Bear knows what’s funny, from riddles to puns to plays on words, and he longs to make it in the big time at Woodland Stage....

GRIN AND BEAR IT

Bear’s dreams of being a standup comedian are stymied by his stage fright in this chapter book for new readers.

Bear knows what’s funny, from riddles to puns to plays on words, and he longs to make it in the big time at Woodland Stage. When he finally gets his big chance and all his buddies are in the audience to cheer him on, Bear freezes. He mumbles the words to his jokes, flubs the punch lines and eventually runs off the stage and into the forest, humiliated. His dreams crushed, Bear falls asleep in a puddle of his own tears. Lucky for Bear, though, he finds a new dream and some new friends along the way. Landry’s droll pencil-and-watercolor illustrations are filled with humorous graphic elements and little details that will encourage children to slow down and enjoy the text and the pictures. The seven very short chapters move along quickly, helping new readers gain confidence. With more words per page than generally seen in an early reader, this is an ideal bridge to slightly more challenging books.

Pub Date: July 1, 2011

ISBN: 978-1-57091-745-5

Page Count: 48

Publisher: Charlesbridge

Review Posted Online: June 20, 2011

Kirkus Reviews Issue: June 15, 2011

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The dynamic interaction between the characters invites readers to take risks, push boundaries, and have a little unscripted...

CLAYMATES

Reinvention is the name of the game for two blobs of clay.

A blue-eyed gray blob and a brown-eyed brown blob sit side by side, unsure as to what’s going to happen next. The gray anticipates an adventure, while the brown appears apprehensive. A pair of hands descends, and soon, amid a flurry of squishing and prodding and poking and sculpting, a handsome gray wolf and a stately brown owl emerge. The hands disappear, leaving the friends to their own devices. The owl is pleased, but the wolf convinces it that the best is yet to come. An ear pulled here and an extra eye placed there, and before you can shake a carving stick, a spurt of frenetic self-exploration—expressed as a tangled black scribble—reveals a succession of smug hybrid beasts. After all, the opportunity to become a “pig-e-phant” doesn’t come around every day. But the sound of approaching footsteps panics the pair of Picassos. How are they going to “fix [them]selves” on time? Soon a hippopotamus and peacock are staring bug-eyed at a returning pair of astonished hands. The creative naiveté of the “clay mates” is perfectly captured by Petty’s feisty, spot-on dialogue: “This was your idea…and it was a BAD one.” Eldridge’s endearing sculpted images are photographed against the stark white background of an artist’s work table to great effect.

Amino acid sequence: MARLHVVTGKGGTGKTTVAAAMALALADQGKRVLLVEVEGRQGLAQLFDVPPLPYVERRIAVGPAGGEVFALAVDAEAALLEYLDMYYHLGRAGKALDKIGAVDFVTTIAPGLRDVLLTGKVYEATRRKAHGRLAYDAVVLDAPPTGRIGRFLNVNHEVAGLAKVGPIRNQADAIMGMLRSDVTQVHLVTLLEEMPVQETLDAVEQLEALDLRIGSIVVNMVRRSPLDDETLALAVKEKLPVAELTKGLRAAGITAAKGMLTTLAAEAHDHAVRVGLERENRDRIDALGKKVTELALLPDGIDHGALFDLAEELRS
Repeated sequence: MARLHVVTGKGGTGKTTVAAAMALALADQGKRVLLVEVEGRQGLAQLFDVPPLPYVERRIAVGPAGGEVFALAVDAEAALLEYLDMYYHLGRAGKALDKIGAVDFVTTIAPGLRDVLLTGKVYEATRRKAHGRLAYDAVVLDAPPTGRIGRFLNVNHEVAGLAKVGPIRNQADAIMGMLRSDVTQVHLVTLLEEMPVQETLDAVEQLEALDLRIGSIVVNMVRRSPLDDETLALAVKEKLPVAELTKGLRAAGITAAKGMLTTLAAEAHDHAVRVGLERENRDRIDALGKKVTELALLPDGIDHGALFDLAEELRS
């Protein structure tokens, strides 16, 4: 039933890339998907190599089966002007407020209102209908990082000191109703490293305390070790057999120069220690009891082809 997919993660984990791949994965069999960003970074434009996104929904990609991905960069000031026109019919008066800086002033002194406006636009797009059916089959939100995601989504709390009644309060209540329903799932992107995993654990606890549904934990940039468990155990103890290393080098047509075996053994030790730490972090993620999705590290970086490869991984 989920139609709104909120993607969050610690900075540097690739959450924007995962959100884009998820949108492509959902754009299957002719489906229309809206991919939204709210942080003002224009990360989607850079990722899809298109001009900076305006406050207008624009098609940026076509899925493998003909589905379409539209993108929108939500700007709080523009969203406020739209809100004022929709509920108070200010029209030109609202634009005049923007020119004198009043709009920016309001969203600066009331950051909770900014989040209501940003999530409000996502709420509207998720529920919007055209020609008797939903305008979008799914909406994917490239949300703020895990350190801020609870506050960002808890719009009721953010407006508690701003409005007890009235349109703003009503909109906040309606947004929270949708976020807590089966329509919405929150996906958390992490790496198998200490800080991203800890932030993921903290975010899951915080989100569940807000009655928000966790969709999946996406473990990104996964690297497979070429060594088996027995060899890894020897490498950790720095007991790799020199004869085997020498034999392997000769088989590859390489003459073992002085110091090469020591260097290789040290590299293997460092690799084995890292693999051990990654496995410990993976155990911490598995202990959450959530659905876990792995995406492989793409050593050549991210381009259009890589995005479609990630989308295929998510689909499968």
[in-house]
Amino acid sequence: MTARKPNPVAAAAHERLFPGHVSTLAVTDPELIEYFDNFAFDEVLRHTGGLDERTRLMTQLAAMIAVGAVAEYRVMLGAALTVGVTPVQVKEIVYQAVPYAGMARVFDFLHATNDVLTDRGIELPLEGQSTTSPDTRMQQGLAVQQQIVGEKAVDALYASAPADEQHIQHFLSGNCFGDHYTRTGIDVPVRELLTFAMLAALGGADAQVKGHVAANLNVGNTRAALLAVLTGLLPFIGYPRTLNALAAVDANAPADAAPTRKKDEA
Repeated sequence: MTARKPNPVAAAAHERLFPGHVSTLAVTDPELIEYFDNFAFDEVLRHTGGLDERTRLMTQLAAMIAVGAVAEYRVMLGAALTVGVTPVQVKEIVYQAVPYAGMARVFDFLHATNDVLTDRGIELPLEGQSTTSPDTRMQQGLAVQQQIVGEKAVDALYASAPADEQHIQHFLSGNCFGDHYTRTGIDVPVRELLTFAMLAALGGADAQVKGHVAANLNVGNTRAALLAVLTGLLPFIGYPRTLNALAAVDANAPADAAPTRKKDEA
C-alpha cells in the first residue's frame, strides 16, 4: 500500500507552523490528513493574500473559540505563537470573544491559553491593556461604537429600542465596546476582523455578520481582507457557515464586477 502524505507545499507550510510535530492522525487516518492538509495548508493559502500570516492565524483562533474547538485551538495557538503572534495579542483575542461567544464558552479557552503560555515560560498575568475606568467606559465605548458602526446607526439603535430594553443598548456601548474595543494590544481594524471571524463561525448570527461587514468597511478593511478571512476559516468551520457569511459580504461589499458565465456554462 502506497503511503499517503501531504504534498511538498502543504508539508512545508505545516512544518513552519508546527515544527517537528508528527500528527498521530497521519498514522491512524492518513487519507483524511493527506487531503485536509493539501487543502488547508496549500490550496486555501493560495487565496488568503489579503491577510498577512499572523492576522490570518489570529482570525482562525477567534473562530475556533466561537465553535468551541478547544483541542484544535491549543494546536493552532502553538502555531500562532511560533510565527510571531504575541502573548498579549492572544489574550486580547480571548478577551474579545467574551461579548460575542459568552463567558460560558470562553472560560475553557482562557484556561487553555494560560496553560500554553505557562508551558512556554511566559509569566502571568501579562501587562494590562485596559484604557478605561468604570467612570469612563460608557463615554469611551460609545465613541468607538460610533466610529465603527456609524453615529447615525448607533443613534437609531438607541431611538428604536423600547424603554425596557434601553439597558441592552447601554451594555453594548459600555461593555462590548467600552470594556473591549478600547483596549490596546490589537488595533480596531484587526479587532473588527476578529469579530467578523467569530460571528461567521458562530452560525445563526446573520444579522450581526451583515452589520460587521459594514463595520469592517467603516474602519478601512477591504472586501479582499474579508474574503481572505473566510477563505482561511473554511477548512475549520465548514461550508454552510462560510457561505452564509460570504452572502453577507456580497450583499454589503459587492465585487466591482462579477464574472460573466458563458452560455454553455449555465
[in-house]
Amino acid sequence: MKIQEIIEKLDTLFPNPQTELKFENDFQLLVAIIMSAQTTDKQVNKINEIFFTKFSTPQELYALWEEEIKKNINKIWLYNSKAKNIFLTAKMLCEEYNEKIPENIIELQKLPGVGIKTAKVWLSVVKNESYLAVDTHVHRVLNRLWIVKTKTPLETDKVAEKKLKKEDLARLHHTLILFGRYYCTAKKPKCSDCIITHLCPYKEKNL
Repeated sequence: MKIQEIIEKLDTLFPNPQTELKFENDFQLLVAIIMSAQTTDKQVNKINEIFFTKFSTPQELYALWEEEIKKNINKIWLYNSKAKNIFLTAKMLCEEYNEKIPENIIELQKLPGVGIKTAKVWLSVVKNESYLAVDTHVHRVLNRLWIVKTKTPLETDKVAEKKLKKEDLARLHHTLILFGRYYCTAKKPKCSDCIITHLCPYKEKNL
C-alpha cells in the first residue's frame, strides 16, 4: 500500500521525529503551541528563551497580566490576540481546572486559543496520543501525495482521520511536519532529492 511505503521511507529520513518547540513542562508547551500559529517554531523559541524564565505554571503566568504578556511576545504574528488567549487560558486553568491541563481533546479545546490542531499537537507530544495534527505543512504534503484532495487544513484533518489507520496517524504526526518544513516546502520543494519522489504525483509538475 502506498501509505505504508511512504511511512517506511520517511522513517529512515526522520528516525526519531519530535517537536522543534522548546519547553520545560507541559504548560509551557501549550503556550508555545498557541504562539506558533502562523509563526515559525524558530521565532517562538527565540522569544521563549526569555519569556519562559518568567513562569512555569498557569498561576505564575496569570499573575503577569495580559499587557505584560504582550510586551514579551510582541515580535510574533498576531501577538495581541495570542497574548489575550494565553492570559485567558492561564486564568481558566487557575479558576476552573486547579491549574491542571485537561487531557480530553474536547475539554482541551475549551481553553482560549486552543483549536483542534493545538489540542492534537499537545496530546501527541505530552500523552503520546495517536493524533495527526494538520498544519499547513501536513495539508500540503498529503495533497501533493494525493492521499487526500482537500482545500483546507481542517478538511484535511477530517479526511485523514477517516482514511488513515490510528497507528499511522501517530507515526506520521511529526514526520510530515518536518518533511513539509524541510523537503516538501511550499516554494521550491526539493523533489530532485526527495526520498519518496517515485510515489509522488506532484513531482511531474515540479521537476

The dynamic interaction between the characters invites readers to take risks, push boundaries, and have a little unscripted fun of their own . (Picture book. 5-8)

Pub Date: June 20, 2017

ISBN: 978-0-316-30311-8

Page Count: 40

Publisher: Little, Brown

Review Posted Online: March 29, 2017

Kirkus Reviews Issue: April 15, 2017

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Accessible, reassuring and hopeful.

THE INVISIBLE BOY

This endearing picture book about a timid boy who longs to belong has an agenda but delivers its message with great sensitivity.

Brian wants to join in but is overlooked, even ostracized, by his classmates. Readers first see him alone on the front endpapers, drawing in chalk on the ground. The school scenarios are uncomfortably familiar: High-maintenance children get the teacher’s attention; team captains choose kickball players by popularity and athletic ability; chatter about birthday parties indicates they are not inclusive events. Tender illustrations rendered in glowing hues capture Brian’s isolation deftly; compared to the others and his surroundings, he appears in black and white. What saves Brian is his creativity. As he draws, Brian imagines amazing stories, including a poignant one about a superhero with the power to make friends. When a new boy takes some ribbing, it is Brian who leaves an illustrated note to make him feel better. The boy does not forget this gesture. It only takes one person noticing Brian for the others to see his talents have value; that he has something to contribute. Brian’s colors pop. In the closing endpapers, Brian’s classmates are spread around him on the ground, “wearing” his chalk-drawn wings and capes. Use this to start a discussion: The author includes suggested questions and recommended reading lists for adults and children.

Accessible, reassuring and hopeful. (Picture book. 5-7)

Pub Date: Oct. 8, 2013

ISBN: 978-1-582-46450-3

Page Count: 40

Publisher: Knopf

Review Posted Online: Aug. 21, 2013

Kirkus Reviews Issue: Sept. 15, 2013

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